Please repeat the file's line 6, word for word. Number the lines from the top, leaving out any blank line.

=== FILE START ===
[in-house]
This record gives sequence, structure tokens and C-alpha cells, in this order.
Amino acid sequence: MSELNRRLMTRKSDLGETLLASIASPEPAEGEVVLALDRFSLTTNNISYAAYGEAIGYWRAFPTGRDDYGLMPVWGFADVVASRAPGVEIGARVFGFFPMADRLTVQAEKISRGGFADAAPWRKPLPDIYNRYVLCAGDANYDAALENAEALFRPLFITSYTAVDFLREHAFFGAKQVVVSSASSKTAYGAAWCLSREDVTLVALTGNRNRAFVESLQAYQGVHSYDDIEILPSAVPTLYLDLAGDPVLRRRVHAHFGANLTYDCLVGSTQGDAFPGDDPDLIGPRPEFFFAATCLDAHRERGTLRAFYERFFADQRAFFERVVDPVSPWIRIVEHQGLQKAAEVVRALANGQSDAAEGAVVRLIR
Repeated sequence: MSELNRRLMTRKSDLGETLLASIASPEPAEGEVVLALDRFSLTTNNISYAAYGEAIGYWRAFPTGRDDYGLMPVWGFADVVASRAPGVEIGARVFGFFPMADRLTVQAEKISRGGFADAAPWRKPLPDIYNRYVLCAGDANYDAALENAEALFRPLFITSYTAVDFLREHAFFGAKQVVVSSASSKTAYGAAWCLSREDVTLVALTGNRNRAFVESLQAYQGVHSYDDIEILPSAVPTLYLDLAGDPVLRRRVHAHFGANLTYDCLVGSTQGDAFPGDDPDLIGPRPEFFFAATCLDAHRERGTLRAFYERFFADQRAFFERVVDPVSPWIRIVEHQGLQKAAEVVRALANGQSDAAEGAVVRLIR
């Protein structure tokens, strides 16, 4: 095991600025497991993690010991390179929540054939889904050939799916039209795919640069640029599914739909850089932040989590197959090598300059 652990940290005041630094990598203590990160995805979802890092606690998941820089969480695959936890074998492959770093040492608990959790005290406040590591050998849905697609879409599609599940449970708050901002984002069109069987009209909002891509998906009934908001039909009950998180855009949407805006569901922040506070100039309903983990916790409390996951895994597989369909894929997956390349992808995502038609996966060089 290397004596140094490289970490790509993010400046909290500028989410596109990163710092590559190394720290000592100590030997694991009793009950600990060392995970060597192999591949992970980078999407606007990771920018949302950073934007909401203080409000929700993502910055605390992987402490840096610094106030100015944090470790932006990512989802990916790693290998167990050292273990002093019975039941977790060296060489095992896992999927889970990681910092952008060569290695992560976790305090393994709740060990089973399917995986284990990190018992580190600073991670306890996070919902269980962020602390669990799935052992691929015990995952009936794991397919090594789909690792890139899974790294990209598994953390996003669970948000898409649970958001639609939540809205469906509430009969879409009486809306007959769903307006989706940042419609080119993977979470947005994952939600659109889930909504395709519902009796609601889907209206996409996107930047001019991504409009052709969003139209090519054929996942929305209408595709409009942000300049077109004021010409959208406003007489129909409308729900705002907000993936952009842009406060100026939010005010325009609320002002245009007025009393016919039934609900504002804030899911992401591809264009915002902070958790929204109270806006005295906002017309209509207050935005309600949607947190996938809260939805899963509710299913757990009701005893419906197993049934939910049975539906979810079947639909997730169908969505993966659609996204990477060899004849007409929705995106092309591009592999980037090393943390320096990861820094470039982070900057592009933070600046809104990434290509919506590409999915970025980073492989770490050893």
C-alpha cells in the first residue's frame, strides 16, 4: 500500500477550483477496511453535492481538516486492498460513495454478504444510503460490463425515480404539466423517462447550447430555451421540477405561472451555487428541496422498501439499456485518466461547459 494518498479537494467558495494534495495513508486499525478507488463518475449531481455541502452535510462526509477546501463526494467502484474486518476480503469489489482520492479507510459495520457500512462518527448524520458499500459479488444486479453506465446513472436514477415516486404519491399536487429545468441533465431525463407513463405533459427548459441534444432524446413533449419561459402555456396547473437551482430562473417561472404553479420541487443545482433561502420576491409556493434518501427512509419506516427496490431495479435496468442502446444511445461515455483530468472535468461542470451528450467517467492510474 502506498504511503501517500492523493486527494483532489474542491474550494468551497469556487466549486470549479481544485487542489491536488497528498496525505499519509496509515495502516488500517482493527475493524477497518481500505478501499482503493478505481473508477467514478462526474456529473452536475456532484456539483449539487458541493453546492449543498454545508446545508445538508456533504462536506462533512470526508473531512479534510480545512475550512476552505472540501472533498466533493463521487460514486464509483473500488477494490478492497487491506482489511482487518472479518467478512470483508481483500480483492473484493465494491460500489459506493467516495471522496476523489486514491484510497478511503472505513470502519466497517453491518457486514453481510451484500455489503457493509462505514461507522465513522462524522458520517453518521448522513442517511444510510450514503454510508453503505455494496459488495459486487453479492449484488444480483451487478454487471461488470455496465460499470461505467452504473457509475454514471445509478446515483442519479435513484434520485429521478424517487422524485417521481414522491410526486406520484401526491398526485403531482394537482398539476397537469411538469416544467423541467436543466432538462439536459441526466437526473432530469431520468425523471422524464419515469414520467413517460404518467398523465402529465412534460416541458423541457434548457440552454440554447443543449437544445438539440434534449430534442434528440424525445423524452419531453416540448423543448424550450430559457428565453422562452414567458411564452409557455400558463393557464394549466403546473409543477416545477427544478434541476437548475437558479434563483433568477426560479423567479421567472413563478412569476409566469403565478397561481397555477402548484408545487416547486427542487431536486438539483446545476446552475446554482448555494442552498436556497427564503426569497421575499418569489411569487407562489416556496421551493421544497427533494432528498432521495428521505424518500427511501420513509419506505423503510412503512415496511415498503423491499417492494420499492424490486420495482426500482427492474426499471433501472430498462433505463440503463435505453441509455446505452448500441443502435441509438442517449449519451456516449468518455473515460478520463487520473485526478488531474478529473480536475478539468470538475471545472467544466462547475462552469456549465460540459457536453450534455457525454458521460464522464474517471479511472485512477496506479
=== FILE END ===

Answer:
C-alpha cells in the first residue's frame, strides 16, 4: 500500500477550483477496511453535492481538516486492498460513495454478504444510503460490463425515480404539466423517462447550447430555451421540477405561472451555487428541496422498501439499456485518466461547459 494518498479537494467558495494534495495513508486499525478507488463518475449531481455541502452535510462526509477546501463526494467502484474486518476480503469489489482520492479507510459495520457500512462518527448524520458499500459479488444486479453506465446513472436514477415516486404519491399536487429545468441533465431525463407513463405533459427548459441534444432524446413533449419561459402555456396547473437551482430562473417561472404553479420541487443545482433561502420576491409556493434518501427512509419506516427496490431495479435496468442502446444511445461515455483530468472535468461542470451528450467517467492510474 502506498504511503501517500492523493486527494483532489474542491474550494468551497469556487466549486470549479481544485487542489491536488497528498496525505499519509496509515495502516488500517482493527475493524477497518481500505478501499482503493478505481473508477467514478462526474456529473452536475456532484456539483449539487458541493453546492449543498454545508446545508445538508456533504462536506462533512470526508473531512479534510480545512475550512476552505472540501472533498466533493463521487460514486464509483473500488477494490478492497487491506482489511482487518472479518467478512470483508481483500480483492473484493465494491460500489459506493467516495471522496476523489486514491484510497478511503472505513470502519466497517453491518457486514453481510451484500455489503457493509462505514461507522465513522462524522458520517453518521448522513442517511444510510450514503454510508453503505455494496459488495459486487453479492449484488444480483451487478454487471461488470455496465460499470461505467452504473457509475454514471445509478446515483442519479435513484434520485429521478424517487422524485417521481414522491410526486406520484401526491398526485403531482394537482398539476397537469411538469416544467423541467436543466432538462439536459441526466437526473432530469431520468425523471422524464419515469414520467413517460404518467398523465402529465412534460416541458423541457434548457440552454440554447443543449437544445438539440434534449430534442434528440424525445423524452419531453416540448423543448424550450430559457428565453422562452414567458411564452409557455400558463393557464394549466403546473409543477416545477427544478434541476437548475437558479434563483433568477426560479423567479421567472413563478412569476409566469403565478397561481397555477402548484408545487416547486427542487431536486438539483446545476446552475446554482448555494442552498436556497427564503426569497421575499418569489411569487407562489416556496421551493421544497427533494432528498432521495428521505424518500427511501420513509419506505423503510412503512415496511415498503423491499417492494420499492424490486420495482426500482427492474426499471433501472430498462433505463440503463435505453441509455446505452448500441443502435441509438442517449449519451456516449468518455473515460478520463487520473485526478488531474478529473480536475478539468470538475471545472467544466462547475462552469456549465460540459457536453450534455457525454458521460464522464474517471479511472485512477496506479